By Liz Dalton
Bruce Livingston is one of the newer Capitol Land Trust (CLT) volunteers. He brings with him more than half a life time of wildlife photography: flora, fauna, water creatures, grasslands, birds on the wing, and all living things in nature. It is little wonder he now defines himself as an exuberant CLT volunteer.
Bruce made the decision to defer college and, like many in the 1960s, joined the US Air Force. He was trained as an Inventory Management Specialist and worked for 3 years in the Air Force Photo School in Denver, Colorado where he learned the intricacies of the field of photography. After serving 4 years in the military, with a year in Vietnam, he returned home to pursue a career in Wildlife Biology.
He returned to northern Michigan, married in 1971 and had two children. He received his Bachelor Degree and completed 2 years of post-graduate work in Biology at Central Michigan University. After graduation he chose to work for a large camera store in Midland, Michigan where he also taught photography classes at the Dow Center for the Arts. He would later open his own camera store and portrait studio in Alma, Michigan.
In 1986 the beauty and economy of Washington State enticed him and he and his family moved, settling in Olympia. He accepted a position with the Washington Department of Natural Resources as the Southwest Region Biologist and took on the enormous task of surveying Spotted Owls. Ultimately he trained over 200 part-time surveyors statewide and would later help implement and monitor the DNR’s Habitat Conservation Plan for species listed under the Federal Endangered Species Act. This working life style allowed him to combine nature and photography-a perfect combination. He retired in 2013.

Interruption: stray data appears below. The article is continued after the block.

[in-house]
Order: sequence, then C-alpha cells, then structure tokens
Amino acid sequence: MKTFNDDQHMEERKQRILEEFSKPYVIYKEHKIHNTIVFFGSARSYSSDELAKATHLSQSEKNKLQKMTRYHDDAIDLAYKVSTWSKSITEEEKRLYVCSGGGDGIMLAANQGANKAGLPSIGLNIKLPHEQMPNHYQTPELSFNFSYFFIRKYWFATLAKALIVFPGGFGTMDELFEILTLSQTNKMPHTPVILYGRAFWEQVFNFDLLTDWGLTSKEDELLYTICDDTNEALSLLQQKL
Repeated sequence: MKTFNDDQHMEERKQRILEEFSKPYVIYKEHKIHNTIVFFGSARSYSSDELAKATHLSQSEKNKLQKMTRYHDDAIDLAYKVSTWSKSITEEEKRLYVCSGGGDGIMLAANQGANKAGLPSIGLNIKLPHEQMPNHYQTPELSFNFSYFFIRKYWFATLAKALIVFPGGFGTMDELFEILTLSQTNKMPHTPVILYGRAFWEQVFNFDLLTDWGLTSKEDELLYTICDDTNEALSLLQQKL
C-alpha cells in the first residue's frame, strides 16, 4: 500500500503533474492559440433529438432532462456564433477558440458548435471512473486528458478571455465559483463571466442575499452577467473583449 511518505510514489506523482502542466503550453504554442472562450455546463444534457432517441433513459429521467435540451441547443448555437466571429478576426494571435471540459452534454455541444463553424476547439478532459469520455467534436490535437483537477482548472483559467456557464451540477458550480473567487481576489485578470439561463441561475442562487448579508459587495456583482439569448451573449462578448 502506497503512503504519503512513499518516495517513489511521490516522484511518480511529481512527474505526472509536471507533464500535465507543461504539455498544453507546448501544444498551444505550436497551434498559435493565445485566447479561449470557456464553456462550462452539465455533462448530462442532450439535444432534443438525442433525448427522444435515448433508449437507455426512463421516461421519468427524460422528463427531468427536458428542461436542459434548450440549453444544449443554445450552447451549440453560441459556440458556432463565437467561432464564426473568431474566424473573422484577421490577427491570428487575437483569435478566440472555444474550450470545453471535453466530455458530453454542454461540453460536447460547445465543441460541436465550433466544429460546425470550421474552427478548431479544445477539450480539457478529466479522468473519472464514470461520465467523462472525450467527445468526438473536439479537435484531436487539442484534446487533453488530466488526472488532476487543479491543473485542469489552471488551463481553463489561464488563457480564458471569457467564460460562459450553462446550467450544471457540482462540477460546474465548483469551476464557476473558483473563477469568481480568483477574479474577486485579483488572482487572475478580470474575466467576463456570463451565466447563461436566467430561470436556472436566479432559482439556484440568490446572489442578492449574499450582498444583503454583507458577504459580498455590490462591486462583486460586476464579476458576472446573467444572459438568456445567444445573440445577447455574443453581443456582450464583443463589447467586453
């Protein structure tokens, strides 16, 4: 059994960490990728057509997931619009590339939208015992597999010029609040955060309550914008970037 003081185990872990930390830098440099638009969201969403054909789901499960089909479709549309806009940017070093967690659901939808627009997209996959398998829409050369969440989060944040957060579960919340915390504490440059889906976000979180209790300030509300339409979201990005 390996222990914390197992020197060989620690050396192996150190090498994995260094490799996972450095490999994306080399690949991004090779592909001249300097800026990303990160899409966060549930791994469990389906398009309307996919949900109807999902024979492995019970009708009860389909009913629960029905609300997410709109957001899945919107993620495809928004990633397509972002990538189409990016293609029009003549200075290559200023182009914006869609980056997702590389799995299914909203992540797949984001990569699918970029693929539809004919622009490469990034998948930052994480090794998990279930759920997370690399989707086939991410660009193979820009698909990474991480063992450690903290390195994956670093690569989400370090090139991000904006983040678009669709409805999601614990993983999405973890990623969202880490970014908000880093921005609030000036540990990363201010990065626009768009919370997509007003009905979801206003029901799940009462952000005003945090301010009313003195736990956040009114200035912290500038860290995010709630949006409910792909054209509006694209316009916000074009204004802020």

Bruce never really stops moving; he has TWICE biked across the United States. Ride #1, 2002, started in Anacortes, Washington taking the northern tier route to Ogunquit, Maine. Ride #2, 2008, started in Huntington Beach, California and took him on the southern tier to St. Augustine, Florida. He intends to do Ride #3 soon.
As a CLT volunteer Bruce has contributed exclusive photographs showing the action and people behind the scenes of CLT community giving. These scenes include documented pictures of CLT properties, CLT work sessions where volunteers work to restore lands, CLT fund raising events, and large community galas.
He holds strong beliefs that people never really “own” land, but instead “borrow” land and have the responsibility to pass it along to future generations without having caused environmental damage. He believes that being a volunteer for CLT means that community services are conducted in ways that carry out the CLT principle of saving land for the future. Bruce’s active participation in documenting CLT activities and commitments through his photography will certainly attract many more CLT Volunteers.
A few additional photos by Bruce: